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Why Apple Is No Longer America’s Largest Company

Why Apple Is No Longer America’s Largest Company

Anyone who makes regular TV appearances will tell you the key is to have clear, concise talking points.

Typically, these follow a simple format: Point 1, Point 2, closing point (with emphasis).

If you watch any TV pundit, you’ll see the same format.

Oh, and always stare straight into the camera, and keep a faint smile while the other guest or host is talking.

My wife has constructively criticized my “resting grouch face” when I’m concentrating and forget to smile.

But sometimes these lessons get thrown out the window when you’re talking to an indomitable host like Lou Dobbs, as I did last week.

Dobbs is an icon in the TV journalism world, starting his broadcast career as the host of CNN’s Moneyline in 1980.

He’s also a welcoming but pugnacious host who is quick to interject with his own thoughts.

After all, it’s his show with his name on the banner. Viewers are tuning in to watch Dobbs and listen to his spiel about the markets and the world.

So when he cuts you off mid-sentence, you need to roll with the punches and still manage to land some good talking points.

Sitting in front of the camera reminds me of my hedge fund days sitting at my trading turret.

There’s a lot of chaos going on behind the scenes. And the skilled trader has to remain calm and focused.

As Dobbs pointed out, Apple Inc. (Nasdaq: AAPL) has had a rough month.

On January 2, Apple lowered its revenue guidance following less-than-expected iPhone sales and a weakened economy in China.

The stock dropped 7% on the news to $142. That price left AAPL down 38% from its all-time high of $232.07 on October 4.

The negative AAPL news should not have been much of a surprise, as the stock market has sold off significantly in the last month on the same growth worries.

That’s why the price of AAPL bounced off those oversold lows and retraced much of its sell-off from a week ago.

But a cyclical slowdown in Apple is not what should worry investors. What’s even more troublesome is that Apple is falling behind the competition.

Products That Will Win the Future

Much has been written about how AAPL is no longer the biggest company in the U.S. by market cap. Lately, that top spot has been a battle between Amazon and Microsoft.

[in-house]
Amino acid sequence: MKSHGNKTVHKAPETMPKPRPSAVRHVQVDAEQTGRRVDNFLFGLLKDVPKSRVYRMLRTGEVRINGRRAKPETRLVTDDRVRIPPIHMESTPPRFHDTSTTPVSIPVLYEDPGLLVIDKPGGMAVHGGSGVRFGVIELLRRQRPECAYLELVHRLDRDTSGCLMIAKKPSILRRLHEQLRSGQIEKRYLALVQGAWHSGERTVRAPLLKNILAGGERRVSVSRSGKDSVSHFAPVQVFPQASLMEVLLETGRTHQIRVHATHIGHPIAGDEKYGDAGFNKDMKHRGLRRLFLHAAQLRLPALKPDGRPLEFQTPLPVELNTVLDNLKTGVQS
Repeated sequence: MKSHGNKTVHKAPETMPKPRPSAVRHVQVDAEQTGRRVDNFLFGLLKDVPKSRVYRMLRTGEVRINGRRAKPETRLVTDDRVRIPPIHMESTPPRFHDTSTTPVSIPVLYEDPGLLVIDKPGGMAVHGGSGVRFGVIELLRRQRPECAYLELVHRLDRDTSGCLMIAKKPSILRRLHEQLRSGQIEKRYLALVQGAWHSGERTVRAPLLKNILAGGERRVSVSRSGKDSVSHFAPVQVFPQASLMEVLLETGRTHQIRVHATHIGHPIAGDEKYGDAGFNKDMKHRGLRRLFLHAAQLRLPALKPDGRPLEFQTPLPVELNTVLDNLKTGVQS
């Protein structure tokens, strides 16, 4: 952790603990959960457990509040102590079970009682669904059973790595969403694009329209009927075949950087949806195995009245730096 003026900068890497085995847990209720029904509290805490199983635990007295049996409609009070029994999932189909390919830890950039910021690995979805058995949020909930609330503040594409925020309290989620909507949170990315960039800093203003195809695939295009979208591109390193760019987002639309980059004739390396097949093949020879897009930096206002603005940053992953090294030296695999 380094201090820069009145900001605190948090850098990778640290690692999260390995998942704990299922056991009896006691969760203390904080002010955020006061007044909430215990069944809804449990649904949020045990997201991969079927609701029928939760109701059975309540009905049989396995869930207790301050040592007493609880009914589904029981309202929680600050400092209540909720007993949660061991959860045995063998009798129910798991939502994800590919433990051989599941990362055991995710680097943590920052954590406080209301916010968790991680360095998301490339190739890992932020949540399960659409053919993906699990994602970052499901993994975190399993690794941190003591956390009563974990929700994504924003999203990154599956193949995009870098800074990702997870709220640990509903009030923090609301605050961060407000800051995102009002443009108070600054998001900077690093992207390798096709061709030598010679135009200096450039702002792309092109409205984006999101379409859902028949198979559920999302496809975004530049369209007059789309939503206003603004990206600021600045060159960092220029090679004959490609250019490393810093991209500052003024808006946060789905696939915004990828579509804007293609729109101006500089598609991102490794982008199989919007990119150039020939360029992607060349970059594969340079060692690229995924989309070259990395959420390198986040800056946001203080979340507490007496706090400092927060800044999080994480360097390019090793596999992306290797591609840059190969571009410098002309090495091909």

In reality, Apple’s dominance has been fading since 2012, when it peaked as a percentage of the Nasdaq Composite Index (QQQ):

AAPL Stock Percent of QQQ

One of the reasons for this is AAPL’s inability to invest in the necessary research and development to “win the future.”

Outside of improvements to existing products, such as the iPhone and the iPad, AAPL’s only new product has been a Bluetooth speaker, the mediocre, high-priced HomePod.

Meanwhile, its FAANG competitors (Facebook, Amazon, Netflix and Alphabet, the parent company of Google) are busy developing products that will win the future.

Alphabet’s self-driving car project Waymo might be worth over $200 billion.

Amazon’s Alexa devices are increasingly managing smart, connected households.

Facebook has sold almost 2 million Oculus virtual reality headsets in the past year.

Yet it feels like the biggest development in Apple has been talking poop emojis.

This isn’t the big technological breakthrough you would expect from one of the world’s largest tech companies.

Big Growth Areas

Even in what AAPL does best — iPhone sales, which account for 60% of revenues — it appears to be falling behind in the big growth areas of China and India.

The reason for this: a failure to offer a price-appropriate product.

As I told Lou Dobbs, only 19% of India owns a smartphone; and in China, only 59%.

These are the biggest countries in the world in terms of population. Apple should be targeting them for new smartphone sales.

Income per capita in India is only around $7,000. In China, it’s $16,760.

Households simply can’t afford Apple’s new line of $1,000 iPhones. Especially when Samsung and Google offer smartphones approximately 30% cheaper in the same markets.

The Bottom Line for Apple

What Apple does have going for it: $237 billion of cash.

And that can be deployed to buy up companies with ideas to help win the future. Heck, it could buy Tesla four times over with that cash.

Or purchase the entire crypto market twice over.

Or dive into the private markets, buy Airbnb and become the largest hospitality provider overnight.

The point is, now is not the time for Apple to be resting on its laurels while the rest of the tech world shoots rockets at the moon and builds cars that drive themselves.

Regards,

Ian King

Editor, Crypto Profit Trader

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